First model photography

January 02, 2014  •  Leave a Comment

My first model shoot went smooth and I had great fun in the process. I discovered a few things that came naturally to me and a few things that I wasn't prepared for at the time but will know for next time. I have never done a model shoot before but I felt that I wanted to give it a go and experience it first hand.

 

The gear

 

I didn't want to take too much but at the same time I was wondering what would happen if I forgot to bring something. I ended up with my D300, my 17-50mm lens, my 70-200 and my 50mm prime lens. For some variation I also included my 11-16mm (which I did not end up using)

 

The model

 

I got Susanna to model for me in Boston at the park. She is not a professional model nor has she done something similar before so it felt great that we could learn from each other. She got to get pictures for free and I got to learn something new and so we both were happy. Susanna had brought a few outfits to change into but since we had to be in a public place with no changing room we could only do the shoot with one outfit. She modelled them before we headed to the park and together we picked the white dress. I believe it suited her great. My wife was kind enough to come along as an assistant since I needed someone to hold the reflector and made it feel a lot more professional.

We headed to the park around 4.30pm and I knew I had about 2 hours of sunlight left. It was a good thing as Susanna was really nervous and it showed during the first shots. These were of course not useable but I kept talking to her in between shots and she started to get used to the situation and her poses became less stiff.  Getting the model more relaxed is key to improving the picture. Here I had Susanna sit down as part of the shoot and it made her relax a lot more

I tried to direct her poses and I feel this is an area I would like to examine in more depth. Definitely a spot I need to improve a lot more on. I found this video which I think helps a lot so check it out if you are interested (his other videos are also very good). I did however try and direct her expressions and she responded very well and gave me some nice shots. Telling jokes while shooting is not easy when you have to think about your settings but you can't beat a genuine smile

Processing

 

I have to admit that the processing is a necessary art when photographing a model. I followed a particular formula and played with the settings to smoothen skin and blush her lips a little. You can see how this is done here. For the lips I just added another mask as for the skin and used red colour to paint the lips. Then I adjusted the opacity accordingly. You don't have to do this but it is an easy and quick way to gets rid of blemishes as no skin is perfect in my experience. Too fake I hear you say but then again magazines do that all the time. I think in my photos I would redo the retouching a little to leave more definition as the smoothing softened up some of her characteristics. However this will depend on how many imperfections you want to hide. Personal preference.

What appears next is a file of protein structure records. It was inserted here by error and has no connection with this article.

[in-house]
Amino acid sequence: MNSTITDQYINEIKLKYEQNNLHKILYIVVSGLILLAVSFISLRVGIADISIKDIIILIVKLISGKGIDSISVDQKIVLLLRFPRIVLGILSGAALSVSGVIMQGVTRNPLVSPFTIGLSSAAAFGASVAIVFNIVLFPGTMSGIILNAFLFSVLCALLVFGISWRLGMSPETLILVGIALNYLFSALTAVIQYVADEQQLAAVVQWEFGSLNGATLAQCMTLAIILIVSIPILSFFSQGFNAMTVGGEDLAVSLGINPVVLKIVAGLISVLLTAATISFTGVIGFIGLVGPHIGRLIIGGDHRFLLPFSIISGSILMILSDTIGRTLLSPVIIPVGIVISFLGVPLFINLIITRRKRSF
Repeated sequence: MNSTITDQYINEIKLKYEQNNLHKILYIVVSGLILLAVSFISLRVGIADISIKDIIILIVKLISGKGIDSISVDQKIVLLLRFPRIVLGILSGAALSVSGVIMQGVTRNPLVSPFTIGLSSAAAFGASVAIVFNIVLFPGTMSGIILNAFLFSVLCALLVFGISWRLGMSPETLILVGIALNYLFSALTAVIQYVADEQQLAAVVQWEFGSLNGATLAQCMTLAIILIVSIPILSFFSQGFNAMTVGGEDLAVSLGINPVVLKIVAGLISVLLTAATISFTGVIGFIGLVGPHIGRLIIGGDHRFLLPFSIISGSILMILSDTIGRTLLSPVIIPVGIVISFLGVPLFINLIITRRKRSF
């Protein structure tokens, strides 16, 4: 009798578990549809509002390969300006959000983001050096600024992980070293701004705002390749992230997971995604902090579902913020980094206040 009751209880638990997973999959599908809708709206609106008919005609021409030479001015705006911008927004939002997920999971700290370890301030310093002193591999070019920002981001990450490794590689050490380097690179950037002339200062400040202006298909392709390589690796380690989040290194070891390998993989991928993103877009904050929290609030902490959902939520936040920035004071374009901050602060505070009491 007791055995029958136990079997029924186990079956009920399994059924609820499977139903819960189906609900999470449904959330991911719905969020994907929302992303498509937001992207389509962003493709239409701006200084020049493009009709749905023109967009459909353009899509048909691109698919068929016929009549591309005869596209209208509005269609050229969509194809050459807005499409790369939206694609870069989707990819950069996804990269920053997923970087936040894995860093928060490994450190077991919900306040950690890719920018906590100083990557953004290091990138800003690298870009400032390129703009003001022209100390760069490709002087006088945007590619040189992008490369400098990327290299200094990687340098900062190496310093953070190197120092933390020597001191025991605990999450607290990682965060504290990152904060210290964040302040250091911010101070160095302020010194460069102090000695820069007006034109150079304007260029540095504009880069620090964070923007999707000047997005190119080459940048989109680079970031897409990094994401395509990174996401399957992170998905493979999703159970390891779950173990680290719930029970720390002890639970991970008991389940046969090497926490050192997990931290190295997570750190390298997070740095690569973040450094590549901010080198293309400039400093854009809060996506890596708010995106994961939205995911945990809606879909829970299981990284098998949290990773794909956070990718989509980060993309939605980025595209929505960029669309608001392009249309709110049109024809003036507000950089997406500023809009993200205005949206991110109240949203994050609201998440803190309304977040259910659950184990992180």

Final thoughts

 

Some things that I picked up from this experience:

  • Relax your model -  natural smiles take you half way there.
  • Bring some hairpins or ask your model to bring some -  I didn't think about that but as the wind became stronger a lot of pictures had strands flying all over her face
  • Shoot with a variety of lenses -  things become very interesting at different focal lengths. Don't conform with what is "standard".
  • Scout the location -  If you are using the location as your background in your pictures then you want to know what angles work the best and what lighting. 
  • Don't be all business - Having my wife talk to Susanna gave me valuable time to play with the settings but I also talked to her a lot and made jokes were possible to keep that smile going. On that note....
  • Do some silly shots - I finished the shoot with some casual silly shots. These did not serve much purpose for the portfolio but it kept the morale high all the way to the end and made the shoot memorable Silly but who cares when you are having fun

 

 

 

 


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